NAFTA negotiators discussed rules of origin on Monday as the Trump administration’s expected demand for U.S.-specific automotive content requirements was emerging as a major obstacle to a deal, auto industry lobbyists said.
U.S. Trade Representative Robert Lighthizer and Canadian Foreign Minister Chrystia Freeland arrived in Mexico City to close out the second round of talks to modernize the North American Free trade agreement on Tuesday along with Mexican Economy Minister Ildefonso Guajardo.
U.S. President Donald Trump has repeatedly threatened to abandon the 23-year-old pact unless it can be rewritten to reduce U.S. goods trade deficits of about $64 billion with Mexico and $11 billion with Canada.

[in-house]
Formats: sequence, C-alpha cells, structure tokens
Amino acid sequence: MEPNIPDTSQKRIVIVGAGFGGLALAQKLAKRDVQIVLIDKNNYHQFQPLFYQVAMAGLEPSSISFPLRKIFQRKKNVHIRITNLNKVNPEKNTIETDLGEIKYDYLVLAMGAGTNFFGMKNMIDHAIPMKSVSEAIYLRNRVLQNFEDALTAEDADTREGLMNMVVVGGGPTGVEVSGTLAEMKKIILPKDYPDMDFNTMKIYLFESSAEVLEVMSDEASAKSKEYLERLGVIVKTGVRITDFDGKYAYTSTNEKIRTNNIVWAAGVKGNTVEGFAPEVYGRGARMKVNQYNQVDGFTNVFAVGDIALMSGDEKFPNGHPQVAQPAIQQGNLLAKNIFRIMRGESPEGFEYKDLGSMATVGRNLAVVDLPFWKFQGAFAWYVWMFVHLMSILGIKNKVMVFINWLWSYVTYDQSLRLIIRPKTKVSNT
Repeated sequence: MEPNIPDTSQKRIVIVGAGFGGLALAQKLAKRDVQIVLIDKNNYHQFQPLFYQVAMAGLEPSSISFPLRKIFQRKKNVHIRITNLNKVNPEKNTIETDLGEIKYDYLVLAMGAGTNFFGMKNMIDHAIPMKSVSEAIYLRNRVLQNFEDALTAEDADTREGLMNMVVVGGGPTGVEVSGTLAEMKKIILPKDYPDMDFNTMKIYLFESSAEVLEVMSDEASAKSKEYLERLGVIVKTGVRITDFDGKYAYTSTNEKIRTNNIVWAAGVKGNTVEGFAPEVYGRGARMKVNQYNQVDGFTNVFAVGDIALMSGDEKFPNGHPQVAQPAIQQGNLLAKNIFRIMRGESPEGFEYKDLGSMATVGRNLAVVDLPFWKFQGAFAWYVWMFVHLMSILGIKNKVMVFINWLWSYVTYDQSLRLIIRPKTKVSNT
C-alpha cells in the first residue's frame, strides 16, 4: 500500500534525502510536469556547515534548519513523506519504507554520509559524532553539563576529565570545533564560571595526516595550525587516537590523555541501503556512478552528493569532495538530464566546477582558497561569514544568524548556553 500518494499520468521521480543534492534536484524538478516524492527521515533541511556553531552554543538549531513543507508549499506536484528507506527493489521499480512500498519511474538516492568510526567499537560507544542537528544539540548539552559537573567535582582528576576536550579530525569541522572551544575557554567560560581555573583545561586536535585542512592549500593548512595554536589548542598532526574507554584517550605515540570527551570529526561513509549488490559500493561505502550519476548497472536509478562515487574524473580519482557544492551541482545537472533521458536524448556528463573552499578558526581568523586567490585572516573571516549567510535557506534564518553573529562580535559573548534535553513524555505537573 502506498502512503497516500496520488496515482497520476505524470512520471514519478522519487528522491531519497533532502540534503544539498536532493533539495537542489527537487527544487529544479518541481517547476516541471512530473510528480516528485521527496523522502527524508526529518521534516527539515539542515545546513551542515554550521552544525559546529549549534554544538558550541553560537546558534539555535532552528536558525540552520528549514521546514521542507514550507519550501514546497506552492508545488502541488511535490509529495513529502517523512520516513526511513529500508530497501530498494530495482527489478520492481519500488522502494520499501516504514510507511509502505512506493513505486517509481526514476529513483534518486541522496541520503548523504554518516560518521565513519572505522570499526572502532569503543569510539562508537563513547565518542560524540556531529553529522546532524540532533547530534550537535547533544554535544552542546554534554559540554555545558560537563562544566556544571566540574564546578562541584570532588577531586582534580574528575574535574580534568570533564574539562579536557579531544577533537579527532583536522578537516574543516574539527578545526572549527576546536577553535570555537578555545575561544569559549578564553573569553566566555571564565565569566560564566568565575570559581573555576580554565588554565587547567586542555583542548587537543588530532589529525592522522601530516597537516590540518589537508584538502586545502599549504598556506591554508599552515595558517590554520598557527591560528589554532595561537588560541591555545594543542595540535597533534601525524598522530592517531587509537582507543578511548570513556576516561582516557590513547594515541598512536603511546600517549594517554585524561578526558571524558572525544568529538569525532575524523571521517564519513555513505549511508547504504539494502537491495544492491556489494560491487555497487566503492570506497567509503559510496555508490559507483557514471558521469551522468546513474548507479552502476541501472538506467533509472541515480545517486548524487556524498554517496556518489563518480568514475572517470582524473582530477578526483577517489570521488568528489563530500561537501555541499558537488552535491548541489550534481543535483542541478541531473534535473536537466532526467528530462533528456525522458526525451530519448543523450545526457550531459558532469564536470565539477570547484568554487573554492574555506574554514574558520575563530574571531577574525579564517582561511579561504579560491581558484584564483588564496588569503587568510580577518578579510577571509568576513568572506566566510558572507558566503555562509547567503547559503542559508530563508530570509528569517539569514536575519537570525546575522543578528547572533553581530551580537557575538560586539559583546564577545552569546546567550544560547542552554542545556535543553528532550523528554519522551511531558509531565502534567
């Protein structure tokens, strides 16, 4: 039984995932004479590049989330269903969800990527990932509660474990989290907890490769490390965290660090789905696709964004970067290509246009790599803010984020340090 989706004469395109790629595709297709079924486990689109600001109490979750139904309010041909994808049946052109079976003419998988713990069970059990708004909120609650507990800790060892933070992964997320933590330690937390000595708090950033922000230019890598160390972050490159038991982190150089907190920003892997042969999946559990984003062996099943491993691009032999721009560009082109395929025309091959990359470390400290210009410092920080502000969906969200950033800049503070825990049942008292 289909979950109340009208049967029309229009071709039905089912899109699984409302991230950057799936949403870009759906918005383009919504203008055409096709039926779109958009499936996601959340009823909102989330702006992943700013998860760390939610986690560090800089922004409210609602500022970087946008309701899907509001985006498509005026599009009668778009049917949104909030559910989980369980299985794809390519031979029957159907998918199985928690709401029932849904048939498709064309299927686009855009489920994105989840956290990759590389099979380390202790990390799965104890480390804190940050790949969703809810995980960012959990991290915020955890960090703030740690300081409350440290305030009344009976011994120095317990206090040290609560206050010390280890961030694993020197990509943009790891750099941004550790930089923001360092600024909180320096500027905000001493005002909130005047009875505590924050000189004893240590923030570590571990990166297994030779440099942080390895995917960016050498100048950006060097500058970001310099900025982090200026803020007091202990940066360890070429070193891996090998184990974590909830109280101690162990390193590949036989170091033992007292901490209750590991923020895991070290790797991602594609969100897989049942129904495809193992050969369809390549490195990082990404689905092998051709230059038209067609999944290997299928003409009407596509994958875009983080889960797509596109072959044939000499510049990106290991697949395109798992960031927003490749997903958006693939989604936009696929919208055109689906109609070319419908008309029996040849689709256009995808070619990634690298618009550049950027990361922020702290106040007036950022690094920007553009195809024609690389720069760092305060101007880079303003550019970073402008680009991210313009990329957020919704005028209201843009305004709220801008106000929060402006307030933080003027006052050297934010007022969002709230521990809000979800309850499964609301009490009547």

“Addressing the U.S. trade deficit is a top priority in renegotiating #NAFTA,” the U.S. Trade Representative’s office said in a tweet on Monday, breaking its silence since the talks began last Friday.
Auto industry lobbyists and government officials said they did not expect the USTR negotiators to reveal specific targets on Lighthizer’s demand that a minimum percentage of North American vehicles be produced in the United States.
One lobbyist, speaking on condition of anonymity because the proposal is still under discussion, said he believed that U.S.-sourced proposal would have to be at least 35 percent to satisfy Trump, who railed against automakers for moving jobs to Mexico throughout his election campaign last year.
“Anything less would not be a political victory” for Trump, the lobbyist said.
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